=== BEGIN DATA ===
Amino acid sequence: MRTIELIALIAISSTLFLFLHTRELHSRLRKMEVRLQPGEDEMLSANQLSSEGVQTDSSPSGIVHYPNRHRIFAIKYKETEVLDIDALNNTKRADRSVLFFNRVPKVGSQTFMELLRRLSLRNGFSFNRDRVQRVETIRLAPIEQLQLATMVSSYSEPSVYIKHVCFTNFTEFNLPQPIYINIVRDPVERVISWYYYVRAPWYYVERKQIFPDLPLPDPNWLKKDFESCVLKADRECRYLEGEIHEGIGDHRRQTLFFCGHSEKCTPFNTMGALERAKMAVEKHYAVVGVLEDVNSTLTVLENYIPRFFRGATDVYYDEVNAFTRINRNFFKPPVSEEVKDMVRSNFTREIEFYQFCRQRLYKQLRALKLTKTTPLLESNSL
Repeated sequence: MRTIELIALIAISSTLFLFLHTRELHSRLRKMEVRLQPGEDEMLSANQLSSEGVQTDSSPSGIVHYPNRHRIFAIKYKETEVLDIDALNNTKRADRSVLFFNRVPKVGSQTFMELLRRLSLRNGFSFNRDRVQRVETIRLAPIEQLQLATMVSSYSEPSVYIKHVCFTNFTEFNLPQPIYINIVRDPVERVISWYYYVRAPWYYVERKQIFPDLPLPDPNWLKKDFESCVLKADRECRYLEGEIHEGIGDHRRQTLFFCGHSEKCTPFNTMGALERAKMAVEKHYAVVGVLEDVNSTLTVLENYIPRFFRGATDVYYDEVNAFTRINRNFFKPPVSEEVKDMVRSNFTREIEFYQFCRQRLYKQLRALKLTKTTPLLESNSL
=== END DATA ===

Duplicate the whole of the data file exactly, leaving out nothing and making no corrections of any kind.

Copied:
Amino acid sequence: MRTIELIALIAISSTLFLFLHTRELHSRLRKMEVRLQPGEDEMLSANQLSSEGVQTDSSPSGIVHYPNRHRIFAIKYKETEVLDIDALNNTKRADRSVLFFNRVPKVGSQTFMELLRRLSLRNGFSFNRDRVQRVETIRLAPIEQLQLATMVSSYSEPSVYIKHVCFTNFTEFNLPQPIYINIVRDPVERVISWYYYVRAPWYYVERKQIFPDLPLPDPNWLKKDFESCVLKADRECRYLEGEIHEGIGDHRRQTLFFCGHSEKCTPFNTMGALERAKMAVEKHYAVVGVLEDVNSTLTVLENYIPRFFRGATDVYYDEVNAFTRINRNFFKPPVSEEVKDMVRSNFTREIEFYQFCRQRLYKQLRALKLTKTTPLLESNSL
Repeated sequence: MRTIELIALIAISSTLFLFLHTRELHSRLRKMEVRLQPGEDEMLSANQLSSEGVQTDSSPSGIVHYPNRHRIFAIKYKETEVLDIDALNNTKRADRSVLFFNRVPKVGSQTFMELLRRLSLRNGFSFNRDRVQRVETIRLAPIEQLQLATMVSSYSEPSVYIKHVCFTNFTEFNLPQPIYINIVRDPVERVISWYYYVRAPWYYVERKQIFPDLPLPDPNWLKKDFESCVLKADRECRYLEGEIHEGIGDHRRQTLFFCGHSEKCTPFNTMGALERAKMAVEKHYAVVGVLEDVNSTLTVLENYIPRFFRGATDVYYDEVNAFTRINRNFFKPPVSEEVKDMVRSNFTREIEFYQFCRQRLYKQLRALKLTKTTPLLESNSL